Archive for the ‘The Workplace’
Our friend Noel sent us a video report that could very well be the definition of krungkrung. Then he asked something that, in our universe, is a vital question: Is krungkrung hyphenated? Krungkrung or krung-krung?
Read our column at InterAksyon.com.
Read How To Use An Apostrophe in The Oatmeal.
I Won’t Hire People Who Use Poor Grammar.
by Kyle Wiens in the HBR blogs
(Please, we don’t even admit their comments. Fine, most of their comments.)
If you think an apostrophe was one of the 12 disciples of Jesus, you will never work for me. If you think a semicolon is a regular colon with an identity crisis, I will not hire you. If you scatter commas into a sentence with all the discrimination of a shotgun, you might make it to the foyer before we politely escort you from the building.
Some might call my approach to grammar extreme, but I prefer Lynne Truss’s more cuddly phraseology: I am a grammar “stickler.” And, like Truss — author of Eats, Shoots & Leaves — I have a “zero tolerance approach” to grammar mistakes that make people look stupid.
Now, Truss and I disagree on what it means to have “zero tolerance.” She thinks that people who mix up their itses “deserve to be struck by lightning, hacked up on the spot and buried in an unmarked grave,” while I just think they deserve to be passed over for a job — even if they are otherwise qualified for the position.
Everyone who applies for a position at either of my companies, iFixit or Dozuki, takes a mandatory grammar test. Extenuating circumstances aside (dyslexia, English language learners, etc.), if job hopefuls can’t distinguish between “to” and “too,” their applications go into the bin.
Thanks to Ricky for the link.
We have been lucky in our publishing career: we’re allowed to write pretty much whatever we want, and on the few occasions that we weren’t 100 percent enthusiastic about the work assigned to us, we didn’t exactly suffer, either. However, there is one thing about our life in publishing that’s bothered us (and it’s not the fact that the big bucks have been elusive). We’ve never really been edited.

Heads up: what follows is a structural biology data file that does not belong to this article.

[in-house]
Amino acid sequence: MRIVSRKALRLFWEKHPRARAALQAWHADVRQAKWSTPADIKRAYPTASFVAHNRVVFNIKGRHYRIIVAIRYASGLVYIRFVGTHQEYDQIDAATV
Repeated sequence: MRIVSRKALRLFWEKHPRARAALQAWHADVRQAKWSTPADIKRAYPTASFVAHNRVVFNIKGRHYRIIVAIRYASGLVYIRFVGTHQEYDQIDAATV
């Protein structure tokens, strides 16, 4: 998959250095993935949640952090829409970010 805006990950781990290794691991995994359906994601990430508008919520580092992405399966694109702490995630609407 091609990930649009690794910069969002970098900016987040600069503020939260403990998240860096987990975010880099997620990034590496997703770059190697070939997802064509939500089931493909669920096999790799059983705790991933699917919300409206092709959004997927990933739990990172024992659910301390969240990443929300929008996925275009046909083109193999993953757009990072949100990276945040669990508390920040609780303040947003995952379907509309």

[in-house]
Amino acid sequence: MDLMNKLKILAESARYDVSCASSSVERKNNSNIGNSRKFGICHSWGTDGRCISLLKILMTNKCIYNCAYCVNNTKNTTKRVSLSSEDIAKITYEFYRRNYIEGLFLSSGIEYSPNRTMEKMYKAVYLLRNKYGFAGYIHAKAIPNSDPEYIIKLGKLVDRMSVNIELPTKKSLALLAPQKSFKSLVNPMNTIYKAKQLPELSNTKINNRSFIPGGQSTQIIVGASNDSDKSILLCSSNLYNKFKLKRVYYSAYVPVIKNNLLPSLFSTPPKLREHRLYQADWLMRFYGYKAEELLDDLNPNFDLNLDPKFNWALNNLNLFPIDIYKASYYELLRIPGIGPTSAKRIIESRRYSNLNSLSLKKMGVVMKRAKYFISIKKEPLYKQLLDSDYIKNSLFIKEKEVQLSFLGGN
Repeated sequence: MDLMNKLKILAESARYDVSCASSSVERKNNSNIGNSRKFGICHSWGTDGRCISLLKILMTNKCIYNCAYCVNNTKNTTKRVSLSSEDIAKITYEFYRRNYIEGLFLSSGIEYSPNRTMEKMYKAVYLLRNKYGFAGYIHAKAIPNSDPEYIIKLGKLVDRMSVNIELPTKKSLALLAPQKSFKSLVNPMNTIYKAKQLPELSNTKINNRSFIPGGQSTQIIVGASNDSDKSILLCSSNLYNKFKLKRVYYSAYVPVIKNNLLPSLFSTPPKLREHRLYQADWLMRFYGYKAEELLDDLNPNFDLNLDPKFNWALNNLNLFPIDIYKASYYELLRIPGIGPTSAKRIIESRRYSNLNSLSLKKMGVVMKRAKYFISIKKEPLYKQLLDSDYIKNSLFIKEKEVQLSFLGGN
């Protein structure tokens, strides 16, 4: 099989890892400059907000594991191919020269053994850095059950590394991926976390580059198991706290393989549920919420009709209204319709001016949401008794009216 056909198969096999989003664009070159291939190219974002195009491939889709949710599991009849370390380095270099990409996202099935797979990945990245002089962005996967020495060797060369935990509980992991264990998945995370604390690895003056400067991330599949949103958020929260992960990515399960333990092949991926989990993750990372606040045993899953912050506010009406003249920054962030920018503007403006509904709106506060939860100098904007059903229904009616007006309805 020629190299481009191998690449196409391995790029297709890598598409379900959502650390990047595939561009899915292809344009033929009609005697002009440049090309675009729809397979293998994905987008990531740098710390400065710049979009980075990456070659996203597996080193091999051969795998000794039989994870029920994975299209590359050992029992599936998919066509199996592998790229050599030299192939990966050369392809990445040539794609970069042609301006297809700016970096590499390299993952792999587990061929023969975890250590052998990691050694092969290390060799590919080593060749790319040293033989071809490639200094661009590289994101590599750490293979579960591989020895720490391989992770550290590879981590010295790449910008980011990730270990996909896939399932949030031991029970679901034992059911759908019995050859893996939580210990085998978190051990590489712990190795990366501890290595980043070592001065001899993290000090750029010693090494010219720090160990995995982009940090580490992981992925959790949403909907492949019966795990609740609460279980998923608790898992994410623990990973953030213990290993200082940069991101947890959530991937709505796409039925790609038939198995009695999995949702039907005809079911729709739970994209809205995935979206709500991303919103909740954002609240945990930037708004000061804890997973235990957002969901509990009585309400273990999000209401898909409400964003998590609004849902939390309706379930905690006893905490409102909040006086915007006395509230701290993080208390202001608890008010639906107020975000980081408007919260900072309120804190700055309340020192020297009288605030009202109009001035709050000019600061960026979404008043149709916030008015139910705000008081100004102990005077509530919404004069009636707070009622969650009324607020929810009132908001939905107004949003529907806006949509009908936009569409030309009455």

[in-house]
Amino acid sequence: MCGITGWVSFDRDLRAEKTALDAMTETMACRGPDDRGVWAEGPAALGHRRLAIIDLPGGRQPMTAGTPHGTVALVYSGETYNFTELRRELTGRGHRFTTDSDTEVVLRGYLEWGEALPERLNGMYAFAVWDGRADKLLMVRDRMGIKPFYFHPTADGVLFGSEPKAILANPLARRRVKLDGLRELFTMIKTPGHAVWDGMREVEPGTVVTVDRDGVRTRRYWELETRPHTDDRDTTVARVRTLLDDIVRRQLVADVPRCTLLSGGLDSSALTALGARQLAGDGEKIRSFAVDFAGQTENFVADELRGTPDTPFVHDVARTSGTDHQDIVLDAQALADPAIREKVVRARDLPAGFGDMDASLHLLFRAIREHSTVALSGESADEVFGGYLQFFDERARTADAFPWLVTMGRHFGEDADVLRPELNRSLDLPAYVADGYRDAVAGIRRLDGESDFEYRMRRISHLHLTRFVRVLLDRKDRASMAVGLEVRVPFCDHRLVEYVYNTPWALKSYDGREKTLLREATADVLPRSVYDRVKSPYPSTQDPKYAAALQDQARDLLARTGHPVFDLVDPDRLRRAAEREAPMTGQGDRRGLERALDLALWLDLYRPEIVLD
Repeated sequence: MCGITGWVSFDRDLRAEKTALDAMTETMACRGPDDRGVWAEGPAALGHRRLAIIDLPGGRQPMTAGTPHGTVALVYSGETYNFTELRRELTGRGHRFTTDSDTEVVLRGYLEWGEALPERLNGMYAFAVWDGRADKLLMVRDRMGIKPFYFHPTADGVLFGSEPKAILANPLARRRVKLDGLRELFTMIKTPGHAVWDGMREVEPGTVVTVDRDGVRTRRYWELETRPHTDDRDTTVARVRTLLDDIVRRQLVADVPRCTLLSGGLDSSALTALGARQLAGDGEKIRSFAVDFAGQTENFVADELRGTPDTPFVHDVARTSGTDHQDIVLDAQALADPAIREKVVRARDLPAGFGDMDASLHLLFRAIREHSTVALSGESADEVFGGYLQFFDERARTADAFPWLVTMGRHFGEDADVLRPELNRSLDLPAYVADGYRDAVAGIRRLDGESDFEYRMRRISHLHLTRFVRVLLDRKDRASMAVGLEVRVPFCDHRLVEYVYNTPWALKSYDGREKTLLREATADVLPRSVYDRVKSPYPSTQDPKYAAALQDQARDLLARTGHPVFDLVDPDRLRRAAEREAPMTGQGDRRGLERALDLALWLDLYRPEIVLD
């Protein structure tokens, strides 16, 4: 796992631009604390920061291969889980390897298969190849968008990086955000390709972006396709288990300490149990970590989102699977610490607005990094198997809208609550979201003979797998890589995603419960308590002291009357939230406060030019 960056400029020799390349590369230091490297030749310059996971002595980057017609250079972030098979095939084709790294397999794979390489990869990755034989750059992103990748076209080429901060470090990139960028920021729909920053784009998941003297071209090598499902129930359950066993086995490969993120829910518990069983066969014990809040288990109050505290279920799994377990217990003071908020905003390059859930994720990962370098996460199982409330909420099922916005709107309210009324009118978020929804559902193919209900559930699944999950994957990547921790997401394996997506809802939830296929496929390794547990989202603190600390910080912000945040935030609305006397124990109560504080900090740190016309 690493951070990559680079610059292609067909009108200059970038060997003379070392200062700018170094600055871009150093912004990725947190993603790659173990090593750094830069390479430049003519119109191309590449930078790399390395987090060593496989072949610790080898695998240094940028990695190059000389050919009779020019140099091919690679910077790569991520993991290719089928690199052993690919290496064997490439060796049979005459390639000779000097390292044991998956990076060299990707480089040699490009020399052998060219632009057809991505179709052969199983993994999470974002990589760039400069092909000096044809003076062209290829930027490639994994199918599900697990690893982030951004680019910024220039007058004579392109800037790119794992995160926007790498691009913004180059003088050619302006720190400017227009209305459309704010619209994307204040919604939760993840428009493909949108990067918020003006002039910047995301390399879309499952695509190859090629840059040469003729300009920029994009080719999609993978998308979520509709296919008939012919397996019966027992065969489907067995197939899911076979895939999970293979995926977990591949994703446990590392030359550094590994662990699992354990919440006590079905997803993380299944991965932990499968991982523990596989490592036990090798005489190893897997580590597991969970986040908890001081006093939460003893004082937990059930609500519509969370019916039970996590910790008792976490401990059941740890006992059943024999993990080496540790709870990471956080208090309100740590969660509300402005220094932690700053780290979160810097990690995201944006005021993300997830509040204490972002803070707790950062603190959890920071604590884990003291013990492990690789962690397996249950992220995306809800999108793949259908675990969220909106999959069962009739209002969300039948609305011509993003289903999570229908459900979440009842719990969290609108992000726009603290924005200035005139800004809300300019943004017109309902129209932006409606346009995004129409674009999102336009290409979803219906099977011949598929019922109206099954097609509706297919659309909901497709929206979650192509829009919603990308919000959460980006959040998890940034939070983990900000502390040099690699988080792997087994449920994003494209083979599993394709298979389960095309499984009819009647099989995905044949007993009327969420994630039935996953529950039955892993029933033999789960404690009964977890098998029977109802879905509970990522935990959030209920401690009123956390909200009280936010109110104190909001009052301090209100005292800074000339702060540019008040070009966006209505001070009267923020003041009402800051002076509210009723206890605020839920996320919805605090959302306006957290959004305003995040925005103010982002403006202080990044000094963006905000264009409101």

Copy-edited, yes. Proofread, yes. But no one has ever given us a clear and straightforward assessment of our work: its strengths and weaknesses, intellectual failings, emotional bullshit, lines that must be crossed, ambitions we might harbor. No one who knows us well and whom we trust calls us out when we settle for being amusing when we could do more. (Reviewers don’t count; speaking as a reviewer, we don’t necessarily have your best interests in mind.)
Having seen many movies in which the editors of the great New York publishing houses take their writers to four-martini lunches to talk about their manuscripts, having read about Scott Fitzgerald and Maxwell Perkins, J.D. Salinger and William Shawn, and all the great writer-editor tandems, we’ve always wanted the guidance of a mentor-editor. Maybe if we’d majored in Creative Writing instead of Comparative Lit, or attended more writing workshops, or enrolled in an MFA program, we might’ve found that editor.
We joined exactly one workshop, the UP Summer Writers’ Workshop, during our sophomore year in college. It was wonderful: we met writers, talked about our work processes, felt less alone in the lit universe. But the discussion of our story went like this: “Oh, it’s the J.D. Salinger fan. Hilarious! Next.” Sure, there were a couple of angry Marxists muttering on the sidelines, but they never said anything openly.
Since then we’ve had some wonderful publishers, but we’ve been hoping for a Gordon Lish to come along and slash and burn our drafts for our own good. This is not humility—our ego is vast and swallows planets (like Galactus). But every time we have a new book out, we can’t shake the feeling that we’re missing something vital.
Some weeks ago, while preparing the manuscript for our new collection of short stories, it occurred to us that we know someone who is a brilliant editor and a great friend. She also happens to be the most well-read person we know. So we asked Tina Cuyugan (editor of Forbidden Fruit, former World News editor of Today) to edit our book.
The other day Tina sent us her edits and comments—which stories were strong, which parts were structurally unsound, what could be left out, and so on. It was as if we had been scribbling away in a dark and airless tower, and someone opened a window. And not for us to leap out of. For the first time, we got a proper appraisal of our work. Why didn’t we do this sooner? Now we know what we can do. Suddenly, we feel like a writer.
Every writer needs an editor. No exceptions.